Fighting the level of the customs bureaucracy in Liberia
(A Letter From Ms. Prue Clarke de Cavaignac)
I spent three days fighting every level of the customs bureaucracy in Monrovia in Dec 2005. I am an Australian journalist and a group of my friends and family had decided to send a generator and freezer to help a family of orphaned returning refugees I had reported on. I had imported into 3 countries before that and I had never seen anything like the ports at Monrovia.
Ellen Talks About Unemployment, Fight Against Corruption, Chinese Cooperation & the trial of Charles Taylor
ince she moved into the Executive Mansion on January 16, 2006, in Monrovia, Ellen Johnson Sirleaf goes around with her small womanly steps to the four corners of the world. China, Japan, US, and recently again in France, Germany… To her colleagues who open their doors to her, she repeats, with the same pragmatism and the same smiling face that her country of three million people brought to its knees by 14 years of wars, need help. Her reputation of honesty, straight talk and her age-old militancy has something to do with it all. “Ma Ellen” as she is known to many of her compatriots in deference to her 68 years of age, inspires confidence.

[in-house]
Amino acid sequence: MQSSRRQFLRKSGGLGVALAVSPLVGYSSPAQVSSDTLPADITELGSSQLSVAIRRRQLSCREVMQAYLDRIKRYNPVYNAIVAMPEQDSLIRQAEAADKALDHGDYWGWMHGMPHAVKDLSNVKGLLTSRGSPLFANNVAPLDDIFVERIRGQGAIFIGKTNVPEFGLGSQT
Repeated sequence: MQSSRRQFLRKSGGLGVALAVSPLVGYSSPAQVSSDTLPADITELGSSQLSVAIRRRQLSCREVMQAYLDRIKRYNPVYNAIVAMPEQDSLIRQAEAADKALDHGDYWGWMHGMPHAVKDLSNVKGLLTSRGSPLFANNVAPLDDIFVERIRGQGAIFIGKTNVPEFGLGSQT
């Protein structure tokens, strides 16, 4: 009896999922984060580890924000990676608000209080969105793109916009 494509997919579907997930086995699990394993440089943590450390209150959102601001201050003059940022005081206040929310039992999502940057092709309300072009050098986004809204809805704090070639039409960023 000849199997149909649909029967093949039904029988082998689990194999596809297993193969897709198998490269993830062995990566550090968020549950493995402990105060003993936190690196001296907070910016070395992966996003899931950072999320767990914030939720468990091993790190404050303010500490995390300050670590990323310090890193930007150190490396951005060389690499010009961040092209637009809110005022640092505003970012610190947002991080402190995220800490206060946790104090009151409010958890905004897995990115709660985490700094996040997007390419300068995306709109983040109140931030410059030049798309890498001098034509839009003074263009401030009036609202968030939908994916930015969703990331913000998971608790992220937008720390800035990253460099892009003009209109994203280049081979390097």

Corruption engulfs Sea and Airports in Liberia
(By Sam K Zinnah)
The Freeport of Monrovia and the Robert International Airport “two of Liberia’s gateway to its economy” has become mere hustle grounds. When President Ellen Johnson Sirleaf took oath on January 16, 2007, she overtly encouraged and invited Liberians in the Diaspora to return home and contribute to the reconstruction of their country that is recovering from more than decade of civil war. During several visits to the United States and other countries around the world, President Sirleaf continuously encouraged Liberians to return home and help with the reconstruction process but many Liberians who have attempted doing business in...
The Auditor general’s Review of the Draft 2007/2008 Budget of the Republic of Liberia
Sources close to the General Auditing Commission speak of a flurry of requests for copies of the Auditor General’s Review of the 2007/2008 budget of Liberia. Though we do not have access to a pdf version of the Draft Budget, click the link above for a pdf copy of AG's review of the draft budget.